here is the table of examples, cut from the article:

proposed usage conventional usage
people with disabilities disabled people/the handicapped
people living with HIV HIV/AIDS patients or victims
Paul has a cognitive disability (diagnosis). Paul is cognitively disabled.
Kate has (a diagnosis of) autism. Kate is autistic.
Ryan has (a diagnosis of) Down/Down's syndrome. Ryan is retarded/mentally retarded.
Sara has a learning disability (diagnosis). Sara is learning disabled.
Mary is of short stature/has dwarfism. Mary is a little person/dwarf.
Bob has a physical disability (diagnosis). Bob is a quadriplegic.
Tom has a mental health condition. Tom is emotionally disturbed/mentally ill.
Nora uses a wheelchair/is a wheelchair user. Nora is wheelchair-dependent/bound.
Steve receives special education services. Steve is a special education student.
Tonya has a developmental delay. Tonya is developmentally delayed.
children without disabilities normal/healthy/typical children
…communicates with her eyes/device/etc. …is non-verbal.
Amy is without residence. Amy is homeless.

these examples should at least be referenced to some online guideline, otherwise we must assume they were just made up by Wikipedians on the go to illustrate the concept. --dab (𒁳) 12:42, 1 November 2010 (UTC)

Weak references[edit]

This article contains a single reference - and not a good one - citing the pro-people-first movement. I want to know what advocacy groups pushed this usage, and Wikipedia doesn't tell me. There must be people out there who know more about this subject. MarkinBoston (talk) 00:11, 19 November 2011 (UTC)

Most of the citations that state that there is criticism of the people-first language movement are pre-1999 and represent the views of one or two individuals who are not recognized authorities in their field. In addition, the statement that Deaf people have rejected people-first language is incorrect. They reject "hearing-impaired" and make the distinction that "Deaf person" denotes a person is culturally Deaf while a "person who is deaf" denotes someone with a pathological diagnosis of deafness, but no cultural identity. I think this entire article needs some serious re-writes and the citations need to be better referenced as well as updated. — Preceding unsigned comment added by Snowpea79 (talkcontribs) 14:57, 24 December 2011 (UTC)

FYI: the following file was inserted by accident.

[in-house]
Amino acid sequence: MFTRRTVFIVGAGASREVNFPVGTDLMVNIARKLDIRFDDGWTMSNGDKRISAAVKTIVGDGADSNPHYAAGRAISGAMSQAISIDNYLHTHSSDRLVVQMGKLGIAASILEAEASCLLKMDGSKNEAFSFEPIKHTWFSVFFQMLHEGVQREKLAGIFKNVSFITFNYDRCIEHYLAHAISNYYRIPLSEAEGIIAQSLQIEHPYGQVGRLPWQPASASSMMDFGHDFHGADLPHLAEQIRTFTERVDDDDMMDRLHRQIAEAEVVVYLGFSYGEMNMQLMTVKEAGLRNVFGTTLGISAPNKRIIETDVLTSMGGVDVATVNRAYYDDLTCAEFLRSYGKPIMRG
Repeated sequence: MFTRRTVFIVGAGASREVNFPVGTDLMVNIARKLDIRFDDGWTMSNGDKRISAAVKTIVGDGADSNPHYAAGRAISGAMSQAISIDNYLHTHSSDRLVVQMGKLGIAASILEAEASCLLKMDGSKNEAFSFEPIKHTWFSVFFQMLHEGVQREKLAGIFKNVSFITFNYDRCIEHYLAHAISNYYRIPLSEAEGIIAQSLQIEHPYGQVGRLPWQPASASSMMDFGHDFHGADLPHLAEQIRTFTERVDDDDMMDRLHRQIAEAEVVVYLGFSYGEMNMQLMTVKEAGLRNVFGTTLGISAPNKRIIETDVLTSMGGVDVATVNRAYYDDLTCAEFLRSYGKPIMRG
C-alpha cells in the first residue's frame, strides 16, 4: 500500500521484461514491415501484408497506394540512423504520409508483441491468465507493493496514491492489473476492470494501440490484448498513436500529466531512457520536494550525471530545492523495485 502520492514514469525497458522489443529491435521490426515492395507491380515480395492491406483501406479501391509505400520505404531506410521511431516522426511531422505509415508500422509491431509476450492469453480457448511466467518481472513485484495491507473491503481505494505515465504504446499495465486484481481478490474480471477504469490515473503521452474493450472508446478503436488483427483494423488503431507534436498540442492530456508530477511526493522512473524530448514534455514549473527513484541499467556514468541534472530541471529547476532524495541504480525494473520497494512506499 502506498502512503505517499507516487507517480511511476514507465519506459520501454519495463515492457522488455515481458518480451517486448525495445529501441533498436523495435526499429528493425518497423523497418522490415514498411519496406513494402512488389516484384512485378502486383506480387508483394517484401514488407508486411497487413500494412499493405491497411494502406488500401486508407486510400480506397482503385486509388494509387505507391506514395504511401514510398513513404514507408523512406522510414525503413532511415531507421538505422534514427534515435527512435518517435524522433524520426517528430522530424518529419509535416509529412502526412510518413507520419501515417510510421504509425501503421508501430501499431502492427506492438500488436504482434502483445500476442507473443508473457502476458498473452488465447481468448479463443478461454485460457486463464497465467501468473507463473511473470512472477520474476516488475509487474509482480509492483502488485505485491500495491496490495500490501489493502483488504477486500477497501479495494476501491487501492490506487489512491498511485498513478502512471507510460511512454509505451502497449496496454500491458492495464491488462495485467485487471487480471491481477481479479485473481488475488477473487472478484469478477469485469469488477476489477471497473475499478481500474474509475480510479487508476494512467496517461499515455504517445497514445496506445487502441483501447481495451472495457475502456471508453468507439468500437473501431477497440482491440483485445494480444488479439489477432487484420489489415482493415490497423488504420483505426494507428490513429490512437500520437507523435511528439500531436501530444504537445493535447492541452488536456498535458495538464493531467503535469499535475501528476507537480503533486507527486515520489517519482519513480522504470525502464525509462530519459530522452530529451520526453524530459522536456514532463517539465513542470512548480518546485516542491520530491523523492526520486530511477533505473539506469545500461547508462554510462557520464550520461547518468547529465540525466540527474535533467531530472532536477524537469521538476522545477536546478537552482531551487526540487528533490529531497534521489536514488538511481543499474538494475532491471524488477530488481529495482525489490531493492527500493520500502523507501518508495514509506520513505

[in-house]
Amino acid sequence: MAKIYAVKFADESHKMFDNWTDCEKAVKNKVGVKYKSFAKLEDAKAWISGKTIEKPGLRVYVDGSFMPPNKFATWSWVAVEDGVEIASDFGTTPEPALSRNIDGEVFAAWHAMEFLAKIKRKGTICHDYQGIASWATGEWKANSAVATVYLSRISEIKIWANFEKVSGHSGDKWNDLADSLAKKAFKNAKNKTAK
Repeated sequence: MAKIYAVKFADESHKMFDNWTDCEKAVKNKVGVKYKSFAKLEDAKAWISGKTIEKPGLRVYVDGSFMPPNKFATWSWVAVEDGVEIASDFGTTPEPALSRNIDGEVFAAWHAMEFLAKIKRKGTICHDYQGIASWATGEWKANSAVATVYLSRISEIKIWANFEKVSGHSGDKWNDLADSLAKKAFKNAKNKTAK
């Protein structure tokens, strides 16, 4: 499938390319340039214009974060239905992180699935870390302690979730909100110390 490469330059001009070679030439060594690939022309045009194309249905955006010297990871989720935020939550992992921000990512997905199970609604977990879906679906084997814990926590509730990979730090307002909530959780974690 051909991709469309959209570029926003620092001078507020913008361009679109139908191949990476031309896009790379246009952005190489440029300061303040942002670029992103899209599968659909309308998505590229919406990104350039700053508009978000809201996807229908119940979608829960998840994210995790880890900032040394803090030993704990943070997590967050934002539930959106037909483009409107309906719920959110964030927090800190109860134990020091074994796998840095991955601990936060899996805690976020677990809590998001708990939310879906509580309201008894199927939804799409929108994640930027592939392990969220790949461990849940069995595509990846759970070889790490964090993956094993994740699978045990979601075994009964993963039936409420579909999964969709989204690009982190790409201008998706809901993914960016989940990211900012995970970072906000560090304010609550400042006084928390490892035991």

External links modified[edit]

Hello fellow Wikipedians,

I have just added archive links to one external link on People-first language. Please take a moment to review my edit. If necessary, add {{cbignore}} after the link to keep me from modifying it. Alternatively, you can add {{nobots|deny=InternetArchiveBot}} to keep me off the page altogether. I made the following changes:

When you have finished reviewing my changes, please set the checked parameter below to true to let others know.

N Archived sources still need to be checked

Cheers.—cyberbot IITalk to my owner:Online 17:11, 27 December 2015 (UTC)

My recent edit...[edit]

...needs more than an edit summary regarding the removal of "bicyclists" as an example of a term that needs to be person-first. I am a life member of the League of American Bicyclists (LAB), and we generally refer to ourselves as bicyclists with the assumption that others know it means it is something we do, not who we are. Would anyone think of replacing "doctor" with "a person who practices medicine?" Nonsense.

Also, here is a ref I found:

"An Introductory Guide to Disability Language and Empowerment". Syracuse University. Retrieved December 27, 2015. 

FriendlyFred (talk) 17:15, 27 December 2015 (UTC)

People of color[edit]

Is this also "people-first language"? The article only discusses disabilities. Equinox (talk) 14:08, 31 January 2016 (UTC)